13 years ago
Jennifer Nice

Editor’s Note: In conjunction with the Office of International Education, The UTD Mercury is highlighting the adventures of UTD students who study abroad. In this installment, Jennifer Nice, a graduate geosciences student, shares her experiences in Antarctica, where she is spending six weeks aboard a research vessel.

McMURDO STATION, ANTARCTICA – It’s been more than two weeks since I left Texas for the true south.


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Upon reaching McMurdo Station in Antarctica, we boarded our new home – a 308-ft.-long, bright orange research vessel with icebreaking capabilities – the RVIB Nathaniel B. Palmer. Our group is doing research funded by the U.S. National Science Foundation and consists of scientists from four different universities (UT Austin, UTD, University of Michigan and Ohio State) doing geophysical research.

We are studying a region in the Western Ross Sea known as the Terror Rift – named for the Scottish explorer James Clark Ross’ ship Terror, not anything scary. The NB Palmer is a seagoing workstation with numerous labs and all the equipment a geoscientist could ask for.


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We are mapping the rift and the structures beneath it to understand how continents separate and form new oceans. The sea floor mapping is done by SONARs located on the bottom of the ship that send a sound pulse to the sea floor and measure the time it takes to return to the sensors. The structures below the sea floor are mapped with seismic data that is obtained by towing an array of air guns and a 1,400-meter streamer of hydrophone recorders behind the ship.

We work back and forth along set lines – fondly called mowing the lawn – and are able to survey about 108 nautical miles a day. This is the sort of work that oil companies do to look for oil, but we are using it for science.

We found an underwater volcano in the rift. The Ross Sea is surrounded by volcanic islands, so when we dredged the area, the volcanic rocks we retrieved were no surprise. These samples will be taken back to the States for geochemical analysis. All of this data will better define the Terror Rift and help understand other modern rifts.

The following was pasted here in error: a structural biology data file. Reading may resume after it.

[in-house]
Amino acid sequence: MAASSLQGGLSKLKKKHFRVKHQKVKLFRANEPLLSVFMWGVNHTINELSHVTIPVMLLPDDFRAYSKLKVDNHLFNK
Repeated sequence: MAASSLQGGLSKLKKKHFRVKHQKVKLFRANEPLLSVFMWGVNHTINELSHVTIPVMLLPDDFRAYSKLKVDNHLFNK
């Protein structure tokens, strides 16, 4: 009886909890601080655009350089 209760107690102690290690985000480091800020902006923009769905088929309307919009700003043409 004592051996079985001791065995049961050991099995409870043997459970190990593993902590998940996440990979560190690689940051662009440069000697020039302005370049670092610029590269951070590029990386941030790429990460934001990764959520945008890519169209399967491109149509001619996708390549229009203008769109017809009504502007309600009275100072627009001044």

The ship works around the clock since th sun never sets during the Antarctic summer. Consequently, we have all altered our sleeping schedules: my shift is from 6 p.m. to 2 a.m. I edit data, take logs as data is collected and spend time on the bridge watching for marine mammals.

The effects of seismic surveys (frequent loud noises) on marine mammals are not clearly understood, so if we spot a mammal within the safety radius of the ship, we have to shut down operations. So far we have been lucky. The only time we have spotted killer whales are when we are not running surveys.

Life on the ship is an adventure in itself and I soon learned that you can’t take things for granted. Forgetting to close your bathroom door before leaving your room may not seem like a big deal at home. One slight rock of the ship though, and you have successfully locked yourself out of your room (I did).

The floor is also not guaranteed to stay flat at any time, so climbing stairs becomes an adventure. Fire drills happen while you sleep, and you might be too tired for the alarm bells to wake you up. (Your roommate will wake you up, thankfully.)

I have learned to hate the phrase “You think this is bad weather? This is nothing, I remember when …” All of this is said, of course, while you are madly searching for your Dramamine that has rolled off somewhere. I’m still not sure how Dramamine actually works, but who am I to question the magic?

The biggest problem is the constant supply of sweets in the galley. I was doing well until they brought out chocolate cake with chocolate icing – a personal favorite. Since exercising is particularly hard when the ship is rocking, you tend to get the feeling the cooks are trying to fatten you up.

But the scientific data is being successfully collected, and this experience is worth every crazy incident.

Jennifer Nice and her colleagues update their website daily at http://tea.rice.edu.